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Hardship Withdrawals from Employer-Sponsored Retirement Plans

In general

Hardship withdrawals are a type of “discretionary” distribution available from certain employer-sponsored retirement plans. Retirement plans aren’t required to allow employees to take hardship withdrawals while they are still working for the employer. Consult your plan administrator or your employer’s benefits department to find out if hardship withdrawals are available from your plan. If your plan allows this type of withdrawal, to qualify you’ll need to clearly demonstrate a financial hardship (as defined below) to justify the withdrawal.

Eligibility requirements for a hardship withdrawal

So, what exactly qualifies as a hardship withdrawal? In a 401(k) plan, you can withdraw your own elective contributions (pre-tax and Roth) if you have an “immediate and heavy financial need,” and other resources aren’t reasonably available to you to meet that need. You must have already utilized all other available distributions and nontaxable loans under all plans maintained by your employer. You can withdraw only the amount necessary to satisfy your financial need.

Qualifying reasons for a hardship withdrawal from a 401(k) plan include the need to:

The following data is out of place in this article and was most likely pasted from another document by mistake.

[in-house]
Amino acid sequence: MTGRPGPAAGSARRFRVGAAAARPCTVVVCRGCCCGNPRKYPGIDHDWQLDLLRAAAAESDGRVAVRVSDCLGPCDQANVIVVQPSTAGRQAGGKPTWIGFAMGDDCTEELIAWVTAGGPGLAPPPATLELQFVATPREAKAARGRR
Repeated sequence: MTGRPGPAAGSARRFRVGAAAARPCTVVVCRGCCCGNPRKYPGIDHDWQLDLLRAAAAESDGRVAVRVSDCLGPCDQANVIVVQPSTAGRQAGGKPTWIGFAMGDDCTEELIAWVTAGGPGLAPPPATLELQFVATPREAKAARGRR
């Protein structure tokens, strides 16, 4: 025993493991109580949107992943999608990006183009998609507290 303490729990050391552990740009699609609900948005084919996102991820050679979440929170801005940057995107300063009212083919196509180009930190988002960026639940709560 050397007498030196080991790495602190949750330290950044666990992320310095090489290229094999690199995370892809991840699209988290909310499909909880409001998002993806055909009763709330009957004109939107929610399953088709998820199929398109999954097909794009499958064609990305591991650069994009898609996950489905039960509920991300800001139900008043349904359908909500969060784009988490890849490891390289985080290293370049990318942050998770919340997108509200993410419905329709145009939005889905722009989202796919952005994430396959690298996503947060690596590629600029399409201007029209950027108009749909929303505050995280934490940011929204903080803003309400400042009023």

• Pay medical bills for you, your spouse, your children, your other dependents, or your plan beneficiary
  • Pay costs directly related to the purchase of a principal residence for yourself (excluding mortgage payments)
  • Pay post-secondary tuition for you, your spouse, your children, your other dependents, or your plan beneficiary
  • Prevent an eviction from or foreclosure of your principal residence
  • Pay funeral expenses for a parent, your spouse, your children, your other dependents, or your plan beneficiary
  • Repair damage to your principal residence after certain casualty losses
  • Pay income tax and/or penalties due on the hardship withdrawal itself

Check with your plan administrator about qualifying financial needs. In addition, be aware that not all of your plan account can be utilized for this purpose. For hardship withdrawal purposes, you can generally only withdraw an amount equal to your own elective contributions less any prior hardship withdrawals. (In limited circumstances, you may also be able to withdraw the earnings on your elective contributions—again, check with your plan administrator.)

Caution: Similar hardship rules apply to Section 403(b) plans. Somewhat different rules apply to Section 457(b) plans, nonqualified deferred compensation plans, and to hardship withdrawals of employer contributions.

Caution: Defined benefit and money purchase pension plans can’t permit hardship withdrawals.

Advantages of taking a hardship withdrawal

If you are in a difficult financial situation and have nowhere else to turn, a hardship withdrawal may be your only source of available funds.

Disadvantages of taking a hardship withdrawal

A hardship withdrawal is generally treated as a taxable distribution to you and, if you aren’t age 59½ or older, the 10 percent federal premature distribution tax (and perhaps a state penalty) may also apply (certain exceptions are available). See “Income tax consequences of a hardship withdrawal” below.